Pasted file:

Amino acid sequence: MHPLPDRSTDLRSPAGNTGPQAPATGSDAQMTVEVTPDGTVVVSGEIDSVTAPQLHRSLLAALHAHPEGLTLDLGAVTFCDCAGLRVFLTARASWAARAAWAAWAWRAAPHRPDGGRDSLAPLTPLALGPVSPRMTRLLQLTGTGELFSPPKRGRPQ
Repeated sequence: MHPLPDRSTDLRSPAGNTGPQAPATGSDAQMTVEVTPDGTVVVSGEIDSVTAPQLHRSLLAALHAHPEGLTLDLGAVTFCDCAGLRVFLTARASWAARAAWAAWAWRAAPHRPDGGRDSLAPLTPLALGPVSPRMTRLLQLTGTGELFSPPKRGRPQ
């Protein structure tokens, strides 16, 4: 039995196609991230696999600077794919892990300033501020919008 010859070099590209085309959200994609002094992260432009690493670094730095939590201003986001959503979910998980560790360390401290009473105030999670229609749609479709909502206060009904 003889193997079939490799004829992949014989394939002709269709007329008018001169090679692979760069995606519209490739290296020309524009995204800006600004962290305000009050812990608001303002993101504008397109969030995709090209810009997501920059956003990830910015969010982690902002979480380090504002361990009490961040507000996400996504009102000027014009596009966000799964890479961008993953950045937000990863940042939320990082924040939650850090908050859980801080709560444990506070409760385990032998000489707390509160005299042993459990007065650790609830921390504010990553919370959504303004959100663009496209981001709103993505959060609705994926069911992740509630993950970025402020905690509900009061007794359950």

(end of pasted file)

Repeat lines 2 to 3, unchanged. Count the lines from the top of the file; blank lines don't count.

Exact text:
Repeated sequence: MHPLPDRSTDLRSPAGNTGPQAPATGSDAQMTVEVTPDGTVVVSGEIDSVTAPQLHRSLLAALHAHPEGLTLDLGAVTFCDCAGLRVFLTARASWAARAAWAAWAWRAAPHRPDGGRDSLAPLTPLALGPVSPRMTRLLQLTGTGELFSPPKRGRPQ
């Protein structure tokens, strides 16, 4: 039995196609991230696999600077794919892990300033501020919008 010859070099590209085309959200994609002094992260432009690493670094730095939590201003986001959503979910998980560790360390401290009473105030999670229609749609479709909502206060009904 003889193997079939490799004829992949014989394939002709269709007329008018001169090679692979760069995606519209490739290296020309524009995204800006600004962290305000009050812990608001303002993101504008397109969030995709090209810009997501920059956003990830910015969010982690902002979480380090504002361990009490961040507000996400996504009102000027014009596009966000799964890479961008993953950045937000990863940042939320990082924040939650850090908050859980801080709560444990506070409760385990032998000489707390509160005299042993459990007065650790609830921390504010990553919370959504303004959100663009496209981001709103993505959060609705994926069911992740509630993950970025402020905690509900009061007794359950």